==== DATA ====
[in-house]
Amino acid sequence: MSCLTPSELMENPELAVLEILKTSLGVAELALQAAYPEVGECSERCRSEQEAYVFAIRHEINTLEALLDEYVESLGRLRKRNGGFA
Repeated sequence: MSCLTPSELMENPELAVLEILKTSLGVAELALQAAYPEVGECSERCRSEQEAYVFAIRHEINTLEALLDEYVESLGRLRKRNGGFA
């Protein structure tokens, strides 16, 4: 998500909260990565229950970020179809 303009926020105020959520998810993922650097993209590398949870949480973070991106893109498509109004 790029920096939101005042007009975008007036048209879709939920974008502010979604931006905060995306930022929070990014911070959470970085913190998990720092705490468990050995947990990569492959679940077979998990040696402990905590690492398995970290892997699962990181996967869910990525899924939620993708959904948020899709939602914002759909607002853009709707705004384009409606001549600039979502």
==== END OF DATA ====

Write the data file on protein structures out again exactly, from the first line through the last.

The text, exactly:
[in-house]
Amino acid sequence: MSCLTPSELMENPELAVLEILKTSLGVAELALQAAYPEVGECSERCRSEQEAYVFAIRHEINTLEALLDEYVESLGRLRKRNGGFA
Repeated sequence: MSCLTPSELMENPELAVLEILKTSLGVAELALQAAYPEVGECSERCRSEQEAYVFAIRHEINTLEALLDEYVESLGRLRKRNGGFA
């Protein structure tokens, strides 16, 4: 998500909260990565229950970020179809 303009926020105020959520998810993922650097993209590398949870949480973070991106893109498509109004 790029920096939101005042007009975008007036048209879709939920974008502010979604931006905060995306930022929070990014911070959470970085913190998990720092705490468990050995947990990569492959679940077979998990040696402990905590690492398995970290892997699962990181996967869910990525899924939620993708959904948020899709939602914002759909607002853009709707705004384009409606001549600039979502």